17. Influence of Blood Lipids on Global Coagulation Test Results

    OpenAIRE

    Kim, Jung-Ah; Kim, Ji-Eun; Song, Sang Hoon; Kim, Hyun Kyung

    2014-01-01

    Background High levels of blood lipids have been associated with high levels of coagulation factors. We investigated whether blood lipids influence the results of global coagulation tests, including prothrombin time (PT), activated partial thromboplastin time (aPTT), and thrombin generation assay (TGA). Methods PT, aPTT, and TGA, along with procoagulant and anticoagulant factors, were measured in 488 normal individuals. Vitamin K status was assessed with prothrombin-induced by vitamin K absen...

  18. Gridded gun test results for dual mode medical Linac

    International Nuclear Information System (INIS)

    As an advancement in the current low energy (6 MV) radiotherapy linac technology, SAMEER is developing a dual photon energy linac capable of giving 6 and 15 MV photons and multiple electron energies (6, 8, 10, 12, 14, 16 and 18 MeV) for electron treatment. The main feature of this development is to produce clinically acceptable quality electron beam and photon beam. The gridded gun development is a crucial part of this project because of the electron beam current requirement which ranges from milliampere to nanoampere level from photon mode to electron mode. Therefore, precise control on the beam current is key feature in linac operation. The gridded gun design specifications is given. The gun assembly was successfully carried out. The gridded gun was assembled in a test jig and baked at 100 °C. The vacuum achieved after baking was ∼10-9 mbar. The cathode activation results and DC test results were obtained. The high voltage test results in pulsed mode is discussed in this paper along with its supply. (author)

  19. Small-Scale Spray Releases: Additional Aerosol Test Results

    Energy Technology Data Exchange (ETDEWEB)

    Schonewill, Philip P.; Gauglitz, Phillip A.; Kimura, Marcia L.; Brown, G. N.; Mahoney, Lenna A.; Tran, Diana N.; Burns, Carolyn A.; Kurath, Dean E.

    2013-08-01

    One of the events postulated in the hazard analysis at the Waste Treatment and Immobilization Plant (WTP) and other U.S. Department of Energy (DOE) nuclear facilities is a breach in process piping that produces aerosols with droplet sizes in the respirable range. The current approach for predicting the size and concentration of aerosols produced in a spray leak involves extrapolating from correlations reported in the literature. These correlations are based on results obtained from small engineered spray nozzles using pure liquids with Newtonian fluid behavior. The narrow ranges of physical properties on which the correlations are based do not cover the wide range of slurries and viscous materials that will be processed in the WTP and across processing facilities in the DOE complex. To expand the data set upon which the WTP accident and safety analyses were based, an aerosol spray leak testing program was conducted by Pacific Northwest National Laboratory (PNNL). PNNL’s test program addressed two key technical areas to improve the WTP methodology (Larson and Allen 2010). The first technical area was to quantify the role of slurry particles in small breaches where slurry particles may plug the hole and prevent high-pressure sprays. The results from an effort to address this first technical area can be found in Mahoney et al. (2012a). The second technical area was to determine aerosol droplet size distribution and total droplet volume from prototypic breaches and fluids, including sprays from larger breaches and sprays of slurries for which literature data are largely absent. To address the second technical area, the testing program collected aerosol generation data at two scales, commonly referred to as small-scale and large-scale. The small-scale testing and resultant data are described in Mahoney et al. (2012b) and the large-scale testing and resultant data are presented in Schonewill et al. (2012). In tests at both scales, simulants were used to mimic the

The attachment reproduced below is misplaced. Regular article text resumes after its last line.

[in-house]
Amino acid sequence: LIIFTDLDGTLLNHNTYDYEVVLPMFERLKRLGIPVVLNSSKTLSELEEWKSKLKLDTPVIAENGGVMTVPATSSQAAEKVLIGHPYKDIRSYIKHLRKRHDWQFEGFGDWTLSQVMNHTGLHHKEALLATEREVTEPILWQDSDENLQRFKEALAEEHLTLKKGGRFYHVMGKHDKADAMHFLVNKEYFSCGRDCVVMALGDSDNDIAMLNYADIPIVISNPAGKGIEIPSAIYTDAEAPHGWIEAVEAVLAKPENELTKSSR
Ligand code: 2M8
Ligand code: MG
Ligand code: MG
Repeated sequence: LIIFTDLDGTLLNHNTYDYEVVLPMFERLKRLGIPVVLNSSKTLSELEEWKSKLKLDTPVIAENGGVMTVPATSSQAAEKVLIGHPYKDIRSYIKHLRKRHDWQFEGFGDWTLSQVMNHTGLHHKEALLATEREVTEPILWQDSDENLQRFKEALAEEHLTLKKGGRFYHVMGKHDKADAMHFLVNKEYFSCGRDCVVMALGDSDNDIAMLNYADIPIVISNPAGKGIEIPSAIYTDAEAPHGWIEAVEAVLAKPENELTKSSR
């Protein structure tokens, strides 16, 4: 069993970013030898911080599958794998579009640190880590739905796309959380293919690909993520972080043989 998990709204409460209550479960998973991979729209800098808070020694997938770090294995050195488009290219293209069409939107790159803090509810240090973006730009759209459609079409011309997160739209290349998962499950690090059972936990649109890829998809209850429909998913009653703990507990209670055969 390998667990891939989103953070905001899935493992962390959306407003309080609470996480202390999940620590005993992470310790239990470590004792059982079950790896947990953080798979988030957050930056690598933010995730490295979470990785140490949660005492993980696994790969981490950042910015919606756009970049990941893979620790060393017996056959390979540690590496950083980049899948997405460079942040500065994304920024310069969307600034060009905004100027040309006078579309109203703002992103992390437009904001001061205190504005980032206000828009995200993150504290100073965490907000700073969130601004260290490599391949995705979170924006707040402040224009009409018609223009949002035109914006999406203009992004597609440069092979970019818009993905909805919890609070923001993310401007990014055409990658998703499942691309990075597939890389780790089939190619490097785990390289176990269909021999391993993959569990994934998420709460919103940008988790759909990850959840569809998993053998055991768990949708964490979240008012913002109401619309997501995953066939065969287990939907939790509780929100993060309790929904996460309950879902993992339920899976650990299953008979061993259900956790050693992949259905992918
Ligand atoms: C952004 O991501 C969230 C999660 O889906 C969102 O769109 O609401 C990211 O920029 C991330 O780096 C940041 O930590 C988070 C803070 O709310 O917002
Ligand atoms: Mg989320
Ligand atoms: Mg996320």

20. What Do the Results of Genetic Tests Mean?

    Science.gov (United States)

    ... can ask their healthcare professional. Topics in the Genetic Testing chapter What is genetic testing? What are the types of genetic tests? How is genetic testing done? What is informed consent? What is direct- ...

  1. Results of 30 second engineering testing of the LBL APIS

    International Nuclear Information System (INIS)